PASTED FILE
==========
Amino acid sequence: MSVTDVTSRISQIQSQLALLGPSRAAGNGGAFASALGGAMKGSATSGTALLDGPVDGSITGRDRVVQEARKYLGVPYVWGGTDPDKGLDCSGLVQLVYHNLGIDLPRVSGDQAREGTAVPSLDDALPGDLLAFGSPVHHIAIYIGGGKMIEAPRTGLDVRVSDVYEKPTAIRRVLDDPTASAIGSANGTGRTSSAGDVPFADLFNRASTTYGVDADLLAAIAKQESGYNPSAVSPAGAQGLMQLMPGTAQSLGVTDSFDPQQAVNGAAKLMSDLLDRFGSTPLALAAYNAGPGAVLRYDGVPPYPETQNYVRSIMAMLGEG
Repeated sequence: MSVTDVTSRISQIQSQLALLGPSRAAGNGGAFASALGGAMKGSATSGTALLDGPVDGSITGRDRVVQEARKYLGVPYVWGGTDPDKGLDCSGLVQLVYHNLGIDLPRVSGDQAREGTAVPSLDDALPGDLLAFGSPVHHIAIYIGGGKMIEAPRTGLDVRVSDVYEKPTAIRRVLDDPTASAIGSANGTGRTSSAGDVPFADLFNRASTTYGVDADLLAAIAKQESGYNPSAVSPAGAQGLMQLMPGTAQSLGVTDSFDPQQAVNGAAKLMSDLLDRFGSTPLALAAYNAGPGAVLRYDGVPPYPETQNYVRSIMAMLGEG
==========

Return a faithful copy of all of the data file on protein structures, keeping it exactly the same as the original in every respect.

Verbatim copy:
Amino acid sequence: MSVTDVTSRISQIQSQLALLGPSRAAGNGGAFASALGGAMKGSATSGTALLDGPVDGSITGRDRVVQEARKYLGVPYVWGGTDPDKGLDCSGLVQLVYHNLGIDLPRVSGDQAREGTAVPSLDDALPGDLLAFGSPVHHIAIYIGGGKMIEAPRTGLDVRVSDVYEKPTAIRRVLDDPTASAIGSANGTGRTSSAGDVPFADLFNRASTTYGVDADLLAAIAKQESGYNPSAVSPAGAQGLMQLMPGTAQSLGVTDSFDPQQAVNGAAKLMSDLLDRFGSTPLALAAYNAGPGAVLRYDGVPPYPETQNYVRSIMAMLGEG
Repeated sequence: MSVTDVTSRISQIQSQLALLGPSRAAGNGGAFASALGGAMKGSATSGTALLDGPVDGSITGRDRVVQEARKYLGVPYVWGGTDPDKGLDCSGLVQLVYHNLGIDLPRVSGDQAREGTAVPSLDDALPGDLLAFGSPVHHIAIYIGGGKMIEAPRTGLDVRVSDVYEKPTAIRRVLDDPTASAIGSANGTGRTSSAGDVPFADLFNRASTTYGVDADLLAAIAKQESGYNPSAVSPAGAQGLMQLMPGTAQSLGVTDSFDPQQAVNGAAKLMSDLLDRFGSTPLALAAYNAGPGAVLRYDGVPPYPETQNYVRSIMAMLGEG